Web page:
In addition to raising money for Birmingham Children’s Hospital Charity, the trail aims to boost health, fitness and general wellbeing by motivating people to get active by walking, jogging, running or cycling the trail and by spending time as a family – knowing that the more time families spend together the stronger they become.

Dr Christopher Chiswell, Consultant in Public Health Medicine at Birmingham Women’s and Children’s NHS Foundation Trust said: “Maintaining a healthy weight is important for all children, young people and families. The Big Sleuth is a fantastic opportunity to get active as you enjoy discovering our city and region on walking and cycling trails. It’s also a chance to raise money for the hospital’s charity, helping us push the boundaries of research even further through our involvement with projects such as this investigation of links between obesity and the experience of children with asthma.”


Notes to the editor

The Big Sleuth public art trail launched on Monday 10 July 2017 and runs for 10 weeks, culminating on Sunday 17 September. It follows the phenomenal success of The Big Hoot in 2015, which raised over £500,000 for the Birmingham Children’s Hospital Charity.  The campaign focuses on tracking down 237 individually-designed sun bear and bear cub sculptures across Birmingham and surrounding areas including Sutton Coldfield, Solihull, Sandwell and Resorts World. The campaign trail is designed to promote getting outdoors and exercising as a family, whilst also enjoying tracking down the bears and fundraising. 

Aston Medical School has its own bear on the trail – Ed The X-ray Bear – located on the Aston University campus. X-ray Ed, was designed by Birmingham artist and former radiographer Anne Guest who chose her X-ray theme to highlight the work of Dr John Hall-Edwards who pioneered the use of X-ray in surgery at Birmingham General Hospital over 120 years ago. The hospital building is now the home of Birmingham Children’s Hospital.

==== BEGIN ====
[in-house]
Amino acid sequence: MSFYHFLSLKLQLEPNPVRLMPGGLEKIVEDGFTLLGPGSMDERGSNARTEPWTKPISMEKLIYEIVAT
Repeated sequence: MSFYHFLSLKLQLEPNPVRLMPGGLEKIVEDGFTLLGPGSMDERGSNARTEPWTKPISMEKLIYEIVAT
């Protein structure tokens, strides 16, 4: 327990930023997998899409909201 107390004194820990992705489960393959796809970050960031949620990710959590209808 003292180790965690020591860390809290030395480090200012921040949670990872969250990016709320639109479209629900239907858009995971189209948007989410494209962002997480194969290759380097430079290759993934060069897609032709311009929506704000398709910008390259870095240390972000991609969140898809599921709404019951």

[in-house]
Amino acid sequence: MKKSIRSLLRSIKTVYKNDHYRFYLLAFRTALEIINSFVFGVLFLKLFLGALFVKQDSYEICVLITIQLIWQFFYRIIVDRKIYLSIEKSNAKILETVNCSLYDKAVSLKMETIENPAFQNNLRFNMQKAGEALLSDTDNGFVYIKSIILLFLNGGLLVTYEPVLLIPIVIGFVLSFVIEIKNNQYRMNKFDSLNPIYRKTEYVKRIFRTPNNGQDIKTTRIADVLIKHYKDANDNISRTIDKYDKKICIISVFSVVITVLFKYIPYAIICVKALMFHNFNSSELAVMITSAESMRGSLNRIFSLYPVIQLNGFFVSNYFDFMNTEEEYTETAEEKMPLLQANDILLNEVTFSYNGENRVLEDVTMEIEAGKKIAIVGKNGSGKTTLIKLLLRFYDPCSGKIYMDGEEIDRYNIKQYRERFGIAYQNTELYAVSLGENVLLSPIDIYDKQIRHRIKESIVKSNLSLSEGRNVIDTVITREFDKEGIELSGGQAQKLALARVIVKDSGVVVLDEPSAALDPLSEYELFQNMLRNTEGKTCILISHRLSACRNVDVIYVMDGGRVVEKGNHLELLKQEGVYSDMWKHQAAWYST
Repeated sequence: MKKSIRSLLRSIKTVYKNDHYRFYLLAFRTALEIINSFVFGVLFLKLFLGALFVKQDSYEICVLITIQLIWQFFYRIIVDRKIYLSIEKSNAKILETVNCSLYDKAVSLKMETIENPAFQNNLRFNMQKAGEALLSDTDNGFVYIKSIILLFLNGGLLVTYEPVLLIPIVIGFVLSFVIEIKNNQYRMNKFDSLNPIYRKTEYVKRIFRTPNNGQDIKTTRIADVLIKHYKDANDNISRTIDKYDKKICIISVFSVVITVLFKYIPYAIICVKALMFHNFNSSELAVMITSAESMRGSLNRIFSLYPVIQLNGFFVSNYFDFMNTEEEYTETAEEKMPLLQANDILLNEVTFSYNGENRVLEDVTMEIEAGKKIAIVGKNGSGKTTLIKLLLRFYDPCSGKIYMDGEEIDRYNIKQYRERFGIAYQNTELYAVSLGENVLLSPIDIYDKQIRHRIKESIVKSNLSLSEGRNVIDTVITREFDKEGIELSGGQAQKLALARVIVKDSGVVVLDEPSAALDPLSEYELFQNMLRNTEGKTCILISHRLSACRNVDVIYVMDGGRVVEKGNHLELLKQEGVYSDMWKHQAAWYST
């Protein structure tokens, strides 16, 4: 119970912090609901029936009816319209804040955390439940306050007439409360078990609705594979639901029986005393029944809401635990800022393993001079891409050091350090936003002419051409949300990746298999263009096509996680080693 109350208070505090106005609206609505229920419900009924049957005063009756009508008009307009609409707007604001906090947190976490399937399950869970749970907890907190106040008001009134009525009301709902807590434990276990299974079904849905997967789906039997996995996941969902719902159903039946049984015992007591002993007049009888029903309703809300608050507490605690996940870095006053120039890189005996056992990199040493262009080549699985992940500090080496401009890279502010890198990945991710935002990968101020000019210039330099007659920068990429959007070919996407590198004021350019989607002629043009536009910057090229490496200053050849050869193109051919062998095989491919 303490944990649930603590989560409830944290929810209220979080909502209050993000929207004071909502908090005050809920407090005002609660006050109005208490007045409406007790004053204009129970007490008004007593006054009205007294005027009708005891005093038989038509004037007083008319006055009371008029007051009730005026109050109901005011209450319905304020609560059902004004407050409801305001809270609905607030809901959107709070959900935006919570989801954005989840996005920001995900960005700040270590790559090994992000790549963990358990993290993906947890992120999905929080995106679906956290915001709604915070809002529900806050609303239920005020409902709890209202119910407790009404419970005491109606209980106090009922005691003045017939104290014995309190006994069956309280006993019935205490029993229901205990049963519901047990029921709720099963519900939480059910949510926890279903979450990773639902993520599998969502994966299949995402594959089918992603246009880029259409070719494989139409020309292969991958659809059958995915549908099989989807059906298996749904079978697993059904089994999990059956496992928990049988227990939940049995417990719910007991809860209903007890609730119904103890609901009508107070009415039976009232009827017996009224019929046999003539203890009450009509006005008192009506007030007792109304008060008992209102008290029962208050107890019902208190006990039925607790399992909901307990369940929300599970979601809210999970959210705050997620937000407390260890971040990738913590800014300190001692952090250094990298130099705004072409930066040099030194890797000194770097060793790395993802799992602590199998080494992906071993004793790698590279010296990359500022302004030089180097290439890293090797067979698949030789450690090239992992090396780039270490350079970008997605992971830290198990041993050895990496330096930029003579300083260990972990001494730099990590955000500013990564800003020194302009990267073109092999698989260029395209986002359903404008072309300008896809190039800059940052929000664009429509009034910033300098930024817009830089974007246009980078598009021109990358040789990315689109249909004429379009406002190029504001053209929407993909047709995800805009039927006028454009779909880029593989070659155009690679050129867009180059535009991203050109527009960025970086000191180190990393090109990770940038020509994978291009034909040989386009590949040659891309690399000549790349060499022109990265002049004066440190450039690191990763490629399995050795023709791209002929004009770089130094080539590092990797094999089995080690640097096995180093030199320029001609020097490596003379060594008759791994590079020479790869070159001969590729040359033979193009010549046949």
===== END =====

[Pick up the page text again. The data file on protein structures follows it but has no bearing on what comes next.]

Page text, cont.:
The George Coller Memorial Fund is a registered charity launched in 2000 following the death of asthma patient GeorgeCollerat the age of three. Donations are used to improve the lives of children affected by asthma including to fund respiratory nurses. For more details go to

Birmingham Women’s and Children’s NHS Foundation Trust (BWC) brings together the very best in paediatric and women’s care in the region and is proud to have many UK and world-leading surgeons, doctors, nurses, midwives and other allied healthcare professionals on its team.

Birmingham Children’s Hospital is the UK’s leading specialist paediatric centre, caring for sick children and young people between 0 and 16 years of age. Based in the heart of Birmingham city centre, the hospital is a world leader in some of the most advanced treatments, complex surgical procedures and cutting edge research and development. The hospital is a nationally designated specialist centre for epilepsy surgery and also boasts a paediatric major trauma centre for the West Midlands, a national liver and small bowel transplant centre and a centre of excellence for complex heart conditions, the treatment of burns, cancer and liver and kidney disease. It is  also home to one of the largest Child and Adolescent Mental Health Services in the country. 

For more information about asthma, there are a number of organisations including Asthma UKthat provide expert advice and support for people living with asthma and healthcare professionals.